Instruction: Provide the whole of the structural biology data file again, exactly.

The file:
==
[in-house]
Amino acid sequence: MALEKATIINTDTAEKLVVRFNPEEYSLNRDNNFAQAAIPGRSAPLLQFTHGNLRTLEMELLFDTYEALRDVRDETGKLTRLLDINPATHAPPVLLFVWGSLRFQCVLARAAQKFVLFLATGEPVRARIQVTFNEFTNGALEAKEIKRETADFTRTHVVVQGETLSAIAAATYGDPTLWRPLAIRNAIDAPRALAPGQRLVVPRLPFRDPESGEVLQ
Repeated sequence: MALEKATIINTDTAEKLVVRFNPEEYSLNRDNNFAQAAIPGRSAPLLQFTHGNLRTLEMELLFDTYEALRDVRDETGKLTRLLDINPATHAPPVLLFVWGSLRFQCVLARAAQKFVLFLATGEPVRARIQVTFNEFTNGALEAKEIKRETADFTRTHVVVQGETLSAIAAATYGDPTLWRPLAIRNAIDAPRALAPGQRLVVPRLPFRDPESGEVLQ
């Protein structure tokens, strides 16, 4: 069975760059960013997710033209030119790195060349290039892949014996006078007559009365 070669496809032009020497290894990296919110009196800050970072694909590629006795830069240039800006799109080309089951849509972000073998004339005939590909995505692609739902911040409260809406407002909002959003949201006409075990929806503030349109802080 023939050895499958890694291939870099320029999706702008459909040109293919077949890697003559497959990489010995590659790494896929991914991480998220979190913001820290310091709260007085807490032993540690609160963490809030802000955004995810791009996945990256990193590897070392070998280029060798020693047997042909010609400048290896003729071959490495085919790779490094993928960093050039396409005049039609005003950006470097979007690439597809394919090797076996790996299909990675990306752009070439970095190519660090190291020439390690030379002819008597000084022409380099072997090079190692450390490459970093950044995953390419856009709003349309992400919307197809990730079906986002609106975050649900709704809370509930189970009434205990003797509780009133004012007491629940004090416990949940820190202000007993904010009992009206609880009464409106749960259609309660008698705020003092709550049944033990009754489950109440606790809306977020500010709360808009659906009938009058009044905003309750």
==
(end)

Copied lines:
[in-house]
Amino acid sequence: MALEKATIINTDTAEKLVVRFNPEEYSLNRDNNFAQAAIPGRSAPLLQFTHGNLRTLEMELLFDTYEALRDVRDETGKLTRLLDINPATHAPPVLLFVWGSLRFQCVLARAAQKFVLFLATGEPVRARIQVTFNEFTNGALEAKEIKRETADFTRTHVVVQGETLSAIAAATYGDPTLWRPLAIRNAIDAPRALAPGQRLVVPRLPFRDPESGEVLQ
Repeated sequence: MALEKATIINTDTAEKLVVRFNPEEYSLNRDNNFAQAAIPGRSAPLLQFTHGNLRTLEMELLFDTYEALRDVRDETGKLTRLLDINPATHAPPVLLFVWGSLRFQCVLARAAQKFVLFLATGEPVRARIQVTFNEFTNGALEAKEIKRETADFTRTHVVVQGETLSAIAAATYGDPTLWRPLAIRNAIDAPRALAPGQRLVVPRLPFRDPESGEVLQ
């Protein structure tokens, strides 16, 4: 069975760059960013997710033209030119790195060349290039892949014996006078007559009365 070669496809032009020497290894990296919110009196800050970072694909590629006795830069240039800006799109080309089951849509972000073998004339005939590909995505692609739902911040409260809406407002909002959003949201006409075990929806503030349109802080 023939050895499958890694291939870099320029999706702008459909040109293919077949890697003559497959990489010995590659790494896929991914991480998220979190913001820290310091709260007085807490032993540690609160963490809030802000955004995810791009996945990256990193590897070392070998280029060798020693047997042909010609400048290896003729071959490495085919790779490094993928960093050039396409005049039609005003950006470097979007690439597809394919090797076996790996299909990675990306752009070439970095190519660090190291020439390690030379002819008597000084022409380099072997090079190692450390490459970093950044995953390419856009709003349309992400919307197809990730079906986002609106975050649900709704809370509930189970009434205990003797509780009133004012007491629940004090416990949940820190202000007993904010009992009206609880009464409106749960259609309660008698705020003092709550049944033990009754489950109440606790809306977020500010709360808009659906009938009058009044905003309750």